Color Scheme: Analogous with split complements    Dominant Color: Violet.  The split complements are yellow/green and yellow/orange.

A perfect title for a Nancy Drew mystery.

Family Treasures No. 18

This is the second painting of The Glass Lady. I posted the first one on the Creative Color Blog.  I wanted to stay more delicate in this painting.  The Glass Lady was my mother’s.  She sat upon her dresser, hiding the small, homeless or injured objects that accumulated during the days and weeks and years of my childhood. In the first painting, the shadow became opaque and along with its opacity it acquired the visual appearance of being an object rather than a shadow.  With this in mind, I kept the shadow more ghostlike.  At the same time, I experimented with presenting the aspect “shadow as object” by allowing it to exist beyond the boundary of the yellow cell.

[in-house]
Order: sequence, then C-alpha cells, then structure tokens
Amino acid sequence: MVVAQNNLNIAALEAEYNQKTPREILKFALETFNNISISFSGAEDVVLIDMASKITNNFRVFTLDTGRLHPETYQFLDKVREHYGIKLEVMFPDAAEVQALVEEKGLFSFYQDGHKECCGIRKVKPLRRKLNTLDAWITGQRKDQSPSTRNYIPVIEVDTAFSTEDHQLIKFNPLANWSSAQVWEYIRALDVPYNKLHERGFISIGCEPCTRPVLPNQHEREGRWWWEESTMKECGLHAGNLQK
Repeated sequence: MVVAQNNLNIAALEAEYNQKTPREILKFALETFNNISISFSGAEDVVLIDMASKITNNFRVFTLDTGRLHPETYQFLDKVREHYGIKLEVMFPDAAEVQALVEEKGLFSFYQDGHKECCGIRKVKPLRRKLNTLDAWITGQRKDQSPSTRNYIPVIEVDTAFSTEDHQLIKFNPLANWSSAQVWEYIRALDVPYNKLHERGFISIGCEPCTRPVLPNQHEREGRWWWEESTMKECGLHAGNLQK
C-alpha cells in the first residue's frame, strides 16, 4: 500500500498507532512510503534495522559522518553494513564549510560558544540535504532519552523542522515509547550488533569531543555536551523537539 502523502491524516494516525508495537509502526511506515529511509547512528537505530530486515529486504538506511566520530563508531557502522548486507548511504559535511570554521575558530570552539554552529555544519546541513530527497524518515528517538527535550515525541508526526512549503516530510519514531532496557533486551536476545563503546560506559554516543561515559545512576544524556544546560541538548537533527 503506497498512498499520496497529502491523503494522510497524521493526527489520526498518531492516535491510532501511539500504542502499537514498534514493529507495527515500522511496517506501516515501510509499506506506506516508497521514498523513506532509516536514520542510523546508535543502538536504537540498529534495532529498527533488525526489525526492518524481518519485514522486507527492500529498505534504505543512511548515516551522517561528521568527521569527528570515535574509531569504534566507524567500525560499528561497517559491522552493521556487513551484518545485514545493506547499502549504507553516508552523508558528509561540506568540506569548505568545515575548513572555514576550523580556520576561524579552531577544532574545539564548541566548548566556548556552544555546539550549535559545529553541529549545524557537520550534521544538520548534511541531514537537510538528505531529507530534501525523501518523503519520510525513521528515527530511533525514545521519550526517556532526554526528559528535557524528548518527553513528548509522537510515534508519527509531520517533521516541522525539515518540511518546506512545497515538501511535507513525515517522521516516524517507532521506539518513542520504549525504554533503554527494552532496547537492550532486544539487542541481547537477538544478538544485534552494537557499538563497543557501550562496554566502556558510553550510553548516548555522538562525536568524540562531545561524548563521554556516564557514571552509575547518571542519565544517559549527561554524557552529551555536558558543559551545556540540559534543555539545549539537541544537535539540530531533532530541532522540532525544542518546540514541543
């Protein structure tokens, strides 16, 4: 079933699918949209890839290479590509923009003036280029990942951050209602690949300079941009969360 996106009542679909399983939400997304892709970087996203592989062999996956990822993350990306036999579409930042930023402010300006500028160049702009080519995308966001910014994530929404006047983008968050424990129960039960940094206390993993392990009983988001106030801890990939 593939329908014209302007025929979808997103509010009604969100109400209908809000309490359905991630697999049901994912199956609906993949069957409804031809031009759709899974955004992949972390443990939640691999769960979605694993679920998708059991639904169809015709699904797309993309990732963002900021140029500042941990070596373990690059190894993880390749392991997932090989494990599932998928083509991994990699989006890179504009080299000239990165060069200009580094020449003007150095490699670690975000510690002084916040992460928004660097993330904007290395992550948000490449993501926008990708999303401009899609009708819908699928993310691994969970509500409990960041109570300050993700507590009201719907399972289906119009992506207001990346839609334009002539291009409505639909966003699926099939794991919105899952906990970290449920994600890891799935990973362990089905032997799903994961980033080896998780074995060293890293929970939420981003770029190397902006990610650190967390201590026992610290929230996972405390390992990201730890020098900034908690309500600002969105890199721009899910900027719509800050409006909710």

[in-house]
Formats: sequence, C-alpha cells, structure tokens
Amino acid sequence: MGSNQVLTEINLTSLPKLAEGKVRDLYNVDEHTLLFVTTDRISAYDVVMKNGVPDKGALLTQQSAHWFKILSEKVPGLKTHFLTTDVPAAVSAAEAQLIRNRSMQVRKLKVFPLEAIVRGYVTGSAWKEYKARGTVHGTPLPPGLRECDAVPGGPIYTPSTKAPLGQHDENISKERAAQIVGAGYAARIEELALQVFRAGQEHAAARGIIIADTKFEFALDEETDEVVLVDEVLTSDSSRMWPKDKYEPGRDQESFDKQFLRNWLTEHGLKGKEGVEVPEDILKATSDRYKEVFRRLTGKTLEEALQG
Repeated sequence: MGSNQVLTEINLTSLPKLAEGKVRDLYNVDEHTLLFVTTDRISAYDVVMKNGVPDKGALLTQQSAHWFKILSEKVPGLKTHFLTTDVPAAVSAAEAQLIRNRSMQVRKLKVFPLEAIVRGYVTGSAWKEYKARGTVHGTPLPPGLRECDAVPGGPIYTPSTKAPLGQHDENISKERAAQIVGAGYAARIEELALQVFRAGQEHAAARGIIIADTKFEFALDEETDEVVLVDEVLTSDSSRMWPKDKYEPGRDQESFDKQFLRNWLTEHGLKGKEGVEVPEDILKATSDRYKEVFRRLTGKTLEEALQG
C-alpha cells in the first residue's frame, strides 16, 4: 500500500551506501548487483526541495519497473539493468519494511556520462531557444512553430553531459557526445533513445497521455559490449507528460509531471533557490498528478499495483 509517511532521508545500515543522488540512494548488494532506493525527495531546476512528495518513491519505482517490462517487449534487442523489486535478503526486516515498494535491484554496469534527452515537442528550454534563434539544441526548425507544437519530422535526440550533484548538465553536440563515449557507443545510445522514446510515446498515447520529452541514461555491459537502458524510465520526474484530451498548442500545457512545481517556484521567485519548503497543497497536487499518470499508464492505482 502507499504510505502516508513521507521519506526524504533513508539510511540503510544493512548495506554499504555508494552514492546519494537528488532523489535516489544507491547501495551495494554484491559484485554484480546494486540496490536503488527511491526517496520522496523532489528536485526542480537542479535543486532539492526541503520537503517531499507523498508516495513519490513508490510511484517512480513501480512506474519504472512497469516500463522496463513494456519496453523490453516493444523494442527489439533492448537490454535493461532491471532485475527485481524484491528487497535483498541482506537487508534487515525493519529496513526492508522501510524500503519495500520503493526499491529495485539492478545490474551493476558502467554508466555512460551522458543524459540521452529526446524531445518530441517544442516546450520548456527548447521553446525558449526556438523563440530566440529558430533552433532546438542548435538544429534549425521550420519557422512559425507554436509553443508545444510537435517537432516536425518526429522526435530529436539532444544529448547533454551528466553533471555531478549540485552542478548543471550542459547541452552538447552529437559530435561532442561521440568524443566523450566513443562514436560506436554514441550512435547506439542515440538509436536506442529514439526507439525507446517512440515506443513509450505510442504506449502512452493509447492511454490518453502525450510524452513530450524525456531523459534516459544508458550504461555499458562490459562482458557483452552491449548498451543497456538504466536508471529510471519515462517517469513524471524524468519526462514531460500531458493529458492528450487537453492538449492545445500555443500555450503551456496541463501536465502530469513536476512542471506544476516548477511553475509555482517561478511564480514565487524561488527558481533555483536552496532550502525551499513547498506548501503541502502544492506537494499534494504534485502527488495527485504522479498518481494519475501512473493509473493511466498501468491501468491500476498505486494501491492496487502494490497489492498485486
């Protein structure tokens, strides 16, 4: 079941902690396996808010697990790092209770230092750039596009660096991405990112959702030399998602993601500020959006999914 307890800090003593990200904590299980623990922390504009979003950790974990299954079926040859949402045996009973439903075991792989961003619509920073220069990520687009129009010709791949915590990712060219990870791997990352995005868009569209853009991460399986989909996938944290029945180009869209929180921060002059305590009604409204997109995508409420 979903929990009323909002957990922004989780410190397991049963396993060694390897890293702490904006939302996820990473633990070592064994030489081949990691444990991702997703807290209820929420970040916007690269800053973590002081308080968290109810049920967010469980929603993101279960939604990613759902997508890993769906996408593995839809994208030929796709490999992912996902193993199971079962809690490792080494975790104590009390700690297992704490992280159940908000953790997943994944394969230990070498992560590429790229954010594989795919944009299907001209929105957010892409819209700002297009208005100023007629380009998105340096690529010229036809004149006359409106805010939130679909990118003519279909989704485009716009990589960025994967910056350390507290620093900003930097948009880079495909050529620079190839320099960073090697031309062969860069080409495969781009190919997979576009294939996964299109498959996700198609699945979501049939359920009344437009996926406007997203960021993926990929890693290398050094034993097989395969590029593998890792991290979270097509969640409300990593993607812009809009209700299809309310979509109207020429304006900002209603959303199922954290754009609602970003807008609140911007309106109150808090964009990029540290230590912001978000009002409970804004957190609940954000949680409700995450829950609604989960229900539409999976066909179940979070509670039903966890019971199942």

Painting: drawn first with vintage Sheaffer fountain pen filled with Noodler’s black ink, followed by washes of watercolor.

Color Scheme: Complementary Triad of Yellow, Violet and Blue/Green

The color scheme was inspired by the Buddleia on the facing page of my sketchbook.  I love the psychedelic mauve background.

Buddleia Bush and Combination Square

The combination square is one from my father’s workshop.  I omitted the scale marks and kept it simple.

Combination Square

Color Scheme: Near Complementary Colors Red/Violet and Yellow

Dominant Color is Red/Violet ( That’s pretty obvious ….. I know … it’s pure Cotman Mauve.)


We tried to stop giving elephants to my mother.  She agreed that she had far too many and didn’t need to collect them anymore.

Family Treasures No. 9, Green China Elephant Vase